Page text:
Age-specific genetic and antigenic variations of influenza viruses have not been documented in tropical and subtropical regions. We implemented a systematic surveillance program in two tertiary hospitals in Hong Kong Island, to collect 112 A(H1N1)pdm09 and 254 A(H3N2) positive specimens from 2013 to 2014. Of these, 56 and 72 were identified as genetic variants of the WHO recommended vaccine composition strains, respectively. A subset of these genetic variants was selected for hemagglutination-inhibition (HI) tests, but none appeared to be antigenic variants of the vaccine composition strains. We also found that genetic and antigenicity variations were similar across sex and age groups of ≤18 yrs, 18 to 65 yrs, and ≥65 yrs. Our findings suggest that none of the age groups led other age groups in genetic evolution of influenza virus A strains. Future studies from different regions and longer study periods are needed to further investigate the age and sex heterogeneity of influenza viruses.
Influenza viruses undergo frequent antigenic drift, and cause winter epidemics in temperate regions and year-long circulation in tropical and subtropical regions. The World Health Organization (WHO) has established the Global Influenza Surveillance and Response System (GISRS) to track the antigenic change of influenza viruses worldwide, with the aim of guiding the selection of suitable influenza candidate vaccine viruses1. In Hong Kong, the influenza surveillance network managed by the Department of Health routinely selected potentially drifted specimens for genetic and antigenic characterization. However, temporal variations of genetic and antigenicity characteristics have never been studied, largely due to the relatively small number of specimens which were subjectively selected based on antigenic drifts and disease severity, rather than from a representative sample of strains currently circulating in the whole population.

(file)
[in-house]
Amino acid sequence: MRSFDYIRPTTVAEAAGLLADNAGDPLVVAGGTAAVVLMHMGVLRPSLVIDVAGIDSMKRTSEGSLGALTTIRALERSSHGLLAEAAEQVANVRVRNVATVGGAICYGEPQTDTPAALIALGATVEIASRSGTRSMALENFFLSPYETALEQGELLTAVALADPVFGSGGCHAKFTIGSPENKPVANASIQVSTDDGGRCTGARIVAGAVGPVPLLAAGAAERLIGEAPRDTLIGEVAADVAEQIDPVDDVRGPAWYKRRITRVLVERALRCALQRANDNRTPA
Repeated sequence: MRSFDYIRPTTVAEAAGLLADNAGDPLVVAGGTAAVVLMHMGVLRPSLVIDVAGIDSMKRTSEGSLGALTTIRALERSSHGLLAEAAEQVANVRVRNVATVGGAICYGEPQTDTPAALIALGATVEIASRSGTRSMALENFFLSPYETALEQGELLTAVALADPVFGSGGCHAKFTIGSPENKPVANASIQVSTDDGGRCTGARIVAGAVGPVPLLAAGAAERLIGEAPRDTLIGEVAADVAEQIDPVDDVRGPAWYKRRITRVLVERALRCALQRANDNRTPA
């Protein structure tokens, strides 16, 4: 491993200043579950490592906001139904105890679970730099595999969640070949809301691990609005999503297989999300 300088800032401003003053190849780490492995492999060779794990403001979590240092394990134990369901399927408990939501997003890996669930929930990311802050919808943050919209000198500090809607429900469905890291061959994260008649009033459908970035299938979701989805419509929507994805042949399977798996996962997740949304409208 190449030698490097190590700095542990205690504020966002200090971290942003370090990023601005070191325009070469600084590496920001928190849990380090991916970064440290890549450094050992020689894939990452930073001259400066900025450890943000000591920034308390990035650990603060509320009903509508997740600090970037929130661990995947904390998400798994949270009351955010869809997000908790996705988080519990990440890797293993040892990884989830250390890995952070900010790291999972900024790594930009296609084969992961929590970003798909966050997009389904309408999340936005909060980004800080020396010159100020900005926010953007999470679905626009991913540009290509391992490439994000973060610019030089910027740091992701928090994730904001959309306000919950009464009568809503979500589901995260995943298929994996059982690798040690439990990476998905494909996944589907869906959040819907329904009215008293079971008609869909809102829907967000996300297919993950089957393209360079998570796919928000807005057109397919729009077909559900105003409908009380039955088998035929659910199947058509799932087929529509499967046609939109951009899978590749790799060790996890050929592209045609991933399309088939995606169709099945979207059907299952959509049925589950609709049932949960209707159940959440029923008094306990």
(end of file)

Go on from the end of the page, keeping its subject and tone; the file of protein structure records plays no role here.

Recent large-scale phylogenetic studies have demonstrated co-circulation of different influenza strains in tropical and subtropical regions of Southeast and East Asia, but it remains controversial whether novel viruses first originated from these regions2,3,4. Age discrepancy in susceptibility to different virus subtypes has also been reported5. For example, children were found more likely to be infected by A(H1N1)pdm09 as compared to adults, whereas A(H3N2) tended to affect more adults. However, age information has seldom been incorporated into genetic and antigenic surveillance, and to this date few studies have assessed the age difference in terms of genetic and antigenic variations.